Adobe Flex, heralded by many as the coming of a newer age of web development, is evil.
I will admit right off the bat that the version I used was 1.5, and they are now on higher iterations of the product. I still maintain that, while in theory the concept of Flex is intriguing, it is way too seductive to web developers who simply don’t know what they are doing.
Flex promises to make it easy for web developers to build Flash applications for the web. The idea is that programmers do not have either the capacity to learn the animation-oriented Actionscript-based programming model of Flash, and so Flex is a simple alternative. Build a Flash animation for a website using a different method of programming, using an XML-based programming language called MXML. Then, provide little documentation on how it actually works.
The result was a rash of programmers back when Flex first came out who scrambled to jump on board. Some websites integrated Flex nicely, although I imagine (and know from experience) that it adds a layer of complexity to the maintenance of sites that use it. It requires a Java-based web server like Apache to run as well. This complexity is added when you consider smaller companies who are reliant on IIS learning both a new programming language, but a new web server at the same time.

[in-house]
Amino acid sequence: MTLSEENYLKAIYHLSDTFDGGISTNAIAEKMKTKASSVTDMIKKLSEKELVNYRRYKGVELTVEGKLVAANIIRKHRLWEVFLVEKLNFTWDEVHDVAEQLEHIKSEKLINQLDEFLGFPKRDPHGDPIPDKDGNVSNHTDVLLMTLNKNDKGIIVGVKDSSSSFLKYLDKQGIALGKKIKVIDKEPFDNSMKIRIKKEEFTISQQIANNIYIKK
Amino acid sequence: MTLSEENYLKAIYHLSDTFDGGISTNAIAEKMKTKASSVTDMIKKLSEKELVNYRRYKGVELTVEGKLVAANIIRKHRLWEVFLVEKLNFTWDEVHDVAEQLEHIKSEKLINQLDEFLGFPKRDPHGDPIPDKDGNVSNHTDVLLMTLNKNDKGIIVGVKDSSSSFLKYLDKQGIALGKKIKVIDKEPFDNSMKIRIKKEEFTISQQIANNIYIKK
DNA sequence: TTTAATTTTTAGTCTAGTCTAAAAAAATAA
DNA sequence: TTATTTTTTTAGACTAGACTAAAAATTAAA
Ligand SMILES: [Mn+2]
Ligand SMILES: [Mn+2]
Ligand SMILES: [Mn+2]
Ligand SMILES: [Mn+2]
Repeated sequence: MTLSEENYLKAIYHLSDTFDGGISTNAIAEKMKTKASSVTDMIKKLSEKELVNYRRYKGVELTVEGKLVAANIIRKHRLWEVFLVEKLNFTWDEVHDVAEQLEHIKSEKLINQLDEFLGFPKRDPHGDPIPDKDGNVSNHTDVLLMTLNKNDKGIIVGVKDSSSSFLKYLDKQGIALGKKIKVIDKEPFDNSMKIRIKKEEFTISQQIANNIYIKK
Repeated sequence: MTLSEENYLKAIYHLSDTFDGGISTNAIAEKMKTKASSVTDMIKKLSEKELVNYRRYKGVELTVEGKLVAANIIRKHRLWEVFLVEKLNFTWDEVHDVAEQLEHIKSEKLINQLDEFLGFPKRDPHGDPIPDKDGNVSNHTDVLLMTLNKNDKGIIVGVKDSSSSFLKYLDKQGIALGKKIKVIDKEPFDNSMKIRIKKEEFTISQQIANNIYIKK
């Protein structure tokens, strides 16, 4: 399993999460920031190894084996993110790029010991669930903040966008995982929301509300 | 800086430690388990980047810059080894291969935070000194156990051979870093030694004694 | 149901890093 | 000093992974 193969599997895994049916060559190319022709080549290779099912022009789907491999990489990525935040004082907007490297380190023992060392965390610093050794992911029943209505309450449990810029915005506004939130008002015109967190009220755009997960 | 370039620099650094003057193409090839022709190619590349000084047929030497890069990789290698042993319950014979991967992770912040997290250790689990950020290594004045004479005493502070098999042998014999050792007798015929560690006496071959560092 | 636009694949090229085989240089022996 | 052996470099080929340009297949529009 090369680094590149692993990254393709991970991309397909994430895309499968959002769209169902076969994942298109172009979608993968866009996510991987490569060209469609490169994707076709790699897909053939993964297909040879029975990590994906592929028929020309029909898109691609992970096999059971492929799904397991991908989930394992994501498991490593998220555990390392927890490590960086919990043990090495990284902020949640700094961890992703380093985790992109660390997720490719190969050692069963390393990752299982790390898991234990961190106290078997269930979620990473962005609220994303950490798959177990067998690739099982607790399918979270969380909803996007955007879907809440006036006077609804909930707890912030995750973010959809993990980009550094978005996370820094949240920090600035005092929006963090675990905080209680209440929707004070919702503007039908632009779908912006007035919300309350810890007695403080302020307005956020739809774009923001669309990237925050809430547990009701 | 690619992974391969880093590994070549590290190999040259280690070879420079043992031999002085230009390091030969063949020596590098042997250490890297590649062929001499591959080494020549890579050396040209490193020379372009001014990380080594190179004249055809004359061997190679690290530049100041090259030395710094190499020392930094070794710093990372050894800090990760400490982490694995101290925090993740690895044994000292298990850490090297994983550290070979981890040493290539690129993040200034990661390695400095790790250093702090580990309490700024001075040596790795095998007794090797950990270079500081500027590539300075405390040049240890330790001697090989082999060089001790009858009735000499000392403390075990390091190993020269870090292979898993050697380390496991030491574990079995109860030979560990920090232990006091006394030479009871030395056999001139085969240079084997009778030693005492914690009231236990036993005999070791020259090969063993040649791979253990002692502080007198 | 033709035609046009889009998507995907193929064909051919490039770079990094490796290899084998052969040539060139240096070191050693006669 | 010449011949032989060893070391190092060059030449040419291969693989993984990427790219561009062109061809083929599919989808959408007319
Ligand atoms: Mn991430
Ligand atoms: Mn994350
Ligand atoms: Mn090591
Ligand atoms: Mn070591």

The call of Flex is hard to resist, though. XML-based content delivery into a Flash file that is compiled from a command line interface? More programmers would be comfortable with that then Flash.
If you ask me, Flash programming is a strange combination of programming and web design. I think that web developers can program Flash, and web designers can program Flash, and that sort of makes Flex completely unnecessary and redundant. The one major advantage is that you can easily add dynamic content from an XML file – at least, that’s how some people sell Flex over Flash. Those same people, of course, don’t realize that Flash can do the exact same thing easily.
In the end, Adobe was only competing with themselves when Flex was developed. There was no real competition to Flash like Microsoft Silverlight is proving to be. There are a few differences between Flex and Flash, but even wikipedia is really stretching to list them. “Drag and drop” and “charts and graphs” are not features unique to Flex in the slightest. In fact, to me that sounds like marketing spin to try and make it sound like Flex is the latest and greatest in Web 2.0 (which most people associated with the term “drag and drop”, for some reason).
Flex is a needlessly complicated, redundant piece of software. In the end anyone would be better off hiring a Flash developer over implementing a Flex-based site. Flex can be nice for the occasional small integrated application, but is the overhead worth it?
Questions? Comments? Feel free to contact me, James Martin, or comment!
Email me, or leave your comment.